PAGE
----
by Dean C. Andrus (MIT ’59)
Dec. 30, 2009
Two anecdotes always come to mind when Doc is remembered:
One day I entered the lab where Doc was perfecting the sonar “pinger” for measuring the distance to the ocean bottom. I heard a loud explosion and hen saw Doc dripping wet between the wet benches and looking down at the plastic bucket that his “pinger” had just blown the bottom out of. He looked up and very nonchalantly said: “Mmmm — I guess I had a bit too much voltage that time!”
On another occasion Doc had invited the whole class to his home for dinner at the end of the semester. His house was obvious since it was the one that had the flashing strobe light on the front porch! After a wonderful meal we were all lined up in the living room for a group picture. The camera with strobe was set on a tripod with slave strobes in each corner of the room. Then Doc took a spool of thread out of his pocket, walked over to the camera and tied the end of the thread to the shutter release. Then he reeled out the thread as he backed his way across the room and centered himself among the group of students. As he posed for the picture and pulled the thread to activate the camera he could be heard to say: “I don’t trust all of this electronic stuff!”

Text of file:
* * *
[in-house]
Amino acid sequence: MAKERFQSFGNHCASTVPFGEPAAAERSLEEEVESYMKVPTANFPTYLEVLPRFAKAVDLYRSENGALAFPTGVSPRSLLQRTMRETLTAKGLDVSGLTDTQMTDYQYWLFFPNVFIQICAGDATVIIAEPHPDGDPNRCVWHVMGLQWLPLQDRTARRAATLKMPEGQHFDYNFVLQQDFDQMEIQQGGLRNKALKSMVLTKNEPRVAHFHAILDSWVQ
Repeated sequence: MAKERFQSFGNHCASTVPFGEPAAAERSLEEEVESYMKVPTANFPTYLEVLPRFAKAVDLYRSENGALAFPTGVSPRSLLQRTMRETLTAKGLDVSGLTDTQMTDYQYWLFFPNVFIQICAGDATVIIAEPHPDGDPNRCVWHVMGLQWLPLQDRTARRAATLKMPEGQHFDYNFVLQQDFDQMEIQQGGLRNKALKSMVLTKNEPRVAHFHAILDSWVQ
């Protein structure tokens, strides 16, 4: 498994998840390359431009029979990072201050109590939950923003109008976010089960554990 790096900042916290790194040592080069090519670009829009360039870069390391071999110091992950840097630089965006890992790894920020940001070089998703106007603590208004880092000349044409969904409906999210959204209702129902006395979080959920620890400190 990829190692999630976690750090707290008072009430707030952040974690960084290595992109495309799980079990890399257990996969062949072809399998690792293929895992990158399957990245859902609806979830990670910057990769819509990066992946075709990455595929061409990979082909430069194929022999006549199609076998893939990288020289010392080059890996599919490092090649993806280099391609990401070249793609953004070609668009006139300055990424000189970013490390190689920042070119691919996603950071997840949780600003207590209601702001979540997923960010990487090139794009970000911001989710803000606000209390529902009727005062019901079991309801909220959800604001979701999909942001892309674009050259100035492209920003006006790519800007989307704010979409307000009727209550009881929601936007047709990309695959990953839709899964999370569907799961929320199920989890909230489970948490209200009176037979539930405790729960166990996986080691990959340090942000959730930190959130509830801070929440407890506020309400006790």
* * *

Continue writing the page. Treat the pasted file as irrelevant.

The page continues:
My association with Doc is my fondest memory of days at MIT and has had more effect on my life than any other contact during my educational and business career.